When adapting a new skill or a new style of life, kids will face certain obstacles or roadblocks and will need help and guidance around them. Encourage them to ask for help and establish an equation that allows your children to talk to you about the problems they face. This could be around struggling to keep in-line with school timings, or having issues with focusing on homework when they come back. Remember that your child is not the problem, the circumstance is. Address the circumstance and work together in coming up with a solution that helps your kid.

COMMUNICATE

3. Keep A Focused Study Area

The main issue that parents have around kids failing to focus on their homework or unable to complete it within time revolves mostly around the surrounding environment and atmosphere. A place which has television, constant ongoing conversations, and tons of other distractions isn’t a healthy environment for a kid that is struggling with focusing on his studies. Allocate a room or a time that functions as a study zone and let your kid study without any distractions. Arrange the area appropriately as well to reduce visual distraction, too.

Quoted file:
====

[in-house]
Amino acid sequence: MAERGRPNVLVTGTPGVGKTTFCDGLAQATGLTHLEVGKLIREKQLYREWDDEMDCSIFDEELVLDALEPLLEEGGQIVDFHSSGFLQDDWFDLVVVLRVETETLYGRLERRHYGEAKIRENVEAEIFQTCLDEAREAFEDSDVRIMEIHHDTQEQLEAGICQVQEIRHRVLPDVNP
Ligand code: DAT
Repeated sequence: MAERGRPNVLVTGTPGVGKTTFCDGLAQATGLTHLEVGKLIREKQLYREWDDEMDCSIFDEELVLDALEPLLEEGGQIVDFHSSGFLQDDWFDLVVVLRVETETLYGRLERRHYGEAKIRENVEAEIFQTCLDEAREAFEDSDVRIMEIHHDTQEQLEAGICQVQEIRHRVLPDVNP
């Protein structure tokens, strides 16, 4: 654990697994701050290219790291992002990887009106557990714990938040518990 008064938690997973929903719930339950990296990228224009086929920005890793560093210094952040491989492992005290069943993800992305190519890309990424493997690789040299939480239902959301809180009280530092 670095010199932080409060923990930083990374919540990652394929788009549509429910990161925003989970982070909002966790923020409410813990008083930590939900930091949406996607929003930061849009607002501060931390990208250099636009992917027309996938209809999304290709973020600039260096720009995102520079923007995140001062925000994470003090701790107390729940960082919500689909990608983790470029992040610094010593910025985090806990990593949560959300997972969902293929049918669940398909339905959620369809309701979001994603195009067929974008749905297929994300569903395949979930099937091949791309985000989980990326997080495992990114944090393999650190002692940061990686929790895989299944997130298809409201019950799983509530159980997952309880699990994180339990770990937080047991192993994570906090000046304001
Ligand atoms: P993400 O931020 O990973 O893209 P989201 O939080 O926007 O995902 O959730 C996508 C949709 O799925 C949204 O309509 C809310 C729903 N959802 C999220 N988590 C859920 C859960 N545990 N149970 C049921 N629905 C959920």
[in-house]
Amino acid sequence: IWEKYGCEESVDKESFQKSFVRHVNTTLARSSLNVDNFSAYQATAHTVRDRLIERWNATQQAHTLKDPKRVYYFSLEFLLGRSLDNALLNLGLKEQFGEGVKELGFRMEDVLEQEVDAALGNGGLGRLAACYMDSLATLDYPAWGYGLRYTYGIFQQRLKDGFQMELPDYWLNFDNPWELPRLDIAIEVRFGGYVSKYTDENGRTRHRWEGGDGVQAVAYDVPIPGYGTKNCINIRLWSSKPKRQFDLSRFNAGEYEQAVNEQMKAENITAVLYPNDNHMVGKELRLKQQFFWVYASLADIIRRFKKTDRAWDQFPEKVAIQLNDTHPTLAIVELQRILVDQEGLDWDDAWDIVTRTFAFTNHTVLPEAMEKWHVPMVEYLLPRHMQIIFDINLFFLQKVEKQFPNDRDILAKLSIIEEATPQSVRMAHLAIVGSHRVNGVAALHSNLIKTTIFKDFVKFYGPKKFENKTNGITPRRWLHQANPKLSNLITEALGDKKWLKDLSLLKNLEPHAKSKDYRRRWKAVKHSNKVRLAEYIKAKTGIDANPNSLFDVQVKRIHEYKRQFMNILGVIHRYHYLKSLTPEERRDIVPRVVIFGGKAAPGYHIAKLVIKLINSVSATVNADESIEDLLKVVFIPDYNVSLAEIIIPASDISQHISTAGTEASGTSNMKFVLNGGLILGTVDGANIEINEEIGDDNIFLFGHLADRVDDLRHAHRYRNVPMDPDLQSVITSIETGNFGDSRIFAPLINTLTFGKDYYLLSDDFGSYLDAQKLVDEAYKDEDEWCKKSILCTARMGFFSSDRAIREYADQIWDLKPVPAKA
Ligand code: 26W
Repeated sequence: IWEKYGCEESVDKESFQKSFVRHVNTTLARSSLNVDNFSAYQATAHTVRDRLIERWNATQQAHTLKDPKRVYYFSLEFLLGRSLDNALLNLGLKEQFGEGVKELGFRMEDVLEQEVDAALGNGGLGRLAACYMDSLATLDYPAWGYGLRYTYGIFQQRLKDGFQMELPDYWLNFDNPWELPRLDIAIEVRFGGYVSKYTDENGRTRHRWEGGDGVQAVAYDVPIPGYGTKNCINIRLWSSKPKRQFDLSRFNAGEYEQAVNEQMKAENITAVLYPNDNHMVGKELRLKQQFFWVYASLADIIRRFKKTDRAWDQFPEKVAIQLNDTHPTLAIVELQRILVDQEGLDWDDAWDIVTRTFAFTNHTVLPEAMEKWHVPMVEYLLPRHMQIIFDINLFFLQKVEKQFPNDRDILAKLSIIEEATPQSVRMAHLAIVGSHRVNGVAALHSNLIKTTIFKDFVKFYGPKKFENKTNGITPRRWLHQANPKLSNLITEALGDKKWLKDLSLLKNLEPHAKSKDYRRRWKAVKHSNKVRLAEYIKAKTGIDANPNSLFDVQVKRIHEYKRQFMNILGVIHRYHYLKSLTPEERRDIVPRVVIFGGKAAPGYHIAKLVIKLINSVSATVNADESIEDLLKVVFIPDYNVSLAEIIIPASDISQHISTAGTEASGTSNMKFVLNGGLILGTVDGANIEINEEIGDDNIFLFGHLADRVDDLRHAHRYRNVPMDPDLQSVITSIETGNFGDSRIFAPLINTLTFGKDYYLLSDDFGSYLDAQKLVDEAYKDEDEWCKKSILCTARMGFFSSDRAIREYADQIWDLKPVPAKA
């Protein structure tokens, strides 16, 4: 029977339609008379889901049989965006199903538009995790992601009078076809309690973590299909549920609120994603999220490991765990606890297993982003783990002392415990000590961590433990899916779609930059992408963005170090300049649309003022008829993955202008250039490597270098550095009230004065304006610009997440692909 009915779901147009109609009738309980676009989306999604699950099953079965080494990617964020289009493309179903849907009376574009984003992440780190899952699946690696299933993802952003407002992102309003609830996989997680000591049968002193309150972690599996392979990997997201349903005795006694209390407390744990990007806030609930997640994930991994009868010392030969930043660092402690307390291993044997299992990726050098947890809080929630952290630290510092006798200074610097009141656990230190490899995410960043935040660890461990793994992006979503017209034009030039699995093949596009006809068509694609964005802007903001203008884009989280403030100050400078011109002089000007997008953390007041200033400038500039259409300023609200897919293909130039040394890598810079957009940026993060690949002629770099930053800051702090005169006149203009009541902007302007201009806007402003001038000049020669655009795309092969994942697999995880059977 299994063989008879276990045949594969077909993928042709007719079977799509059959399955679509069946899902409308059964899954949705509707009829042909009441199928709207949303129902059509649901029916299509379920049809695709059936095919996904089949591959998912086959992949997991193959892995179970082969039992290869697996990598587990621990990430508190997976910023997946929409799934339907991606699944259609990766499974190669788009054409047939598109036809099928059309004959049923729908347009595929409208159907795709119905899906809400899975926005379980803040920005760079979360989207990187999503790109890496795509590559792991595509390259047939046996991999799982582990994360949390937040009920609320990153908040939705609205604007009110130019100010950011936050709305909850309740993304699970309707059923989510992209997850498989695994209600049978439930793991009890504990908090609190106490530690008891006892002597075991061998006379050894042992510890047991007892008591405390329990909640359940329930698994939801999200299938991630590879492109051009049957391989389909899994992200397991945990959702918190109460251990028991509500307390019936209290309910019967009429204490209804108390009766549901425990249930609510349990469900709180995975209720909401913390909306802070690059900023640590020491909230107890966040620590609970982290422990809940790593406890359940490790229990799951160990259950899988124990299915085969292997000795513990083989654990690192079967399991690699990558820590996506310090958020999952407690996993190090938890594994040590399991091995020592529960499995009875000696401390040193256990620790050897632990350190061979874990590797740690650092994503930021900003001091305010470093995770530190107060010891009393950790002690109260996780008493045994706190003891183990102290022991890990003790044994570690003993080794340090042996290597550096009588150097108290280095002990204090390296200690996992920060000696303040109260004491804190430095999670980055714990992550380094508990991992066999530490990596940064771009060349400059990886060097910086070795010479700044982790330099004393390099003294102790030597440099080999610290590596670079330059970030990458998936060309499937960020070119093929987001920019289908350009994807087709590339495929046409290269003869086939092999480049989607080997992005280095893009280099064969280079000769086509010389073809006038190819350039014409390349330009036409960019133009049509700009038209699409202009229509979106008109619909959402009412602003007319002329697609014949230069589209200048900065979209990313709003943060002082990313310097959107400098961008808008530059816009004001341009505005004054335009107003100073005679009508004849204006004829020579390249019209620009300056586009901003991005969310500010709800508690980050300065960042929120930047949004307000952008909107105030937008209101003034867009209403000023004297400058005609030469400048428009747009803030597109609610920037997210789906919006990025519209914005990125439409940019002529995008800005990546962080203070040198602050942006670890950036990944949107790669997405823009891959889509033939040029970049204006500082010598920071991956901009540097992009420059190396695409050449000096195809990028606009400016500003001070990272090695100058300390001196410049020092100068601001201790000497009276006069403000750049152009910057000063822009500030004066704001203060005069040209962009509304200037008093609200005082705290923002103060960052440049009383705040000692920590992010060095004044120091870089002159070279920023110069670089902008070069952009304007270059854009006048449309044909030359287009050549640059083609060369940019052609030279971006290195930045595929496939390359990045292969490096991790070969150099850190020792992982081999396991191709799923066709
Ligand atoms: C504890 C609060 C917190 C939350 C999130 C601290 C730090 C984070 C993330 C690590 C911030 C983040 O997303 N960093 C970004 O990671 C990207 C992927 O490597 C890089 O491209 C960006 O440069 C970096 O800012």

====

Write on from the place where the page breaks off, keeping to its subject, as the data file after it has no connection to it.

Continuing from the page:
4. Regulated Use Of Devices

Playing games on handheld gaming devices or mobile screens is what we see kids do most often these days. Be strict about this right off the bat and establish specific timings to use these devices for recreation. Keep a rule around playing them only after completing the homework if your child has trouble with it. In all cases, restrict their use as much as possible, at least a few hours before their scheduled bedtime. And even yours as well.

5. Have Meals Together As A Family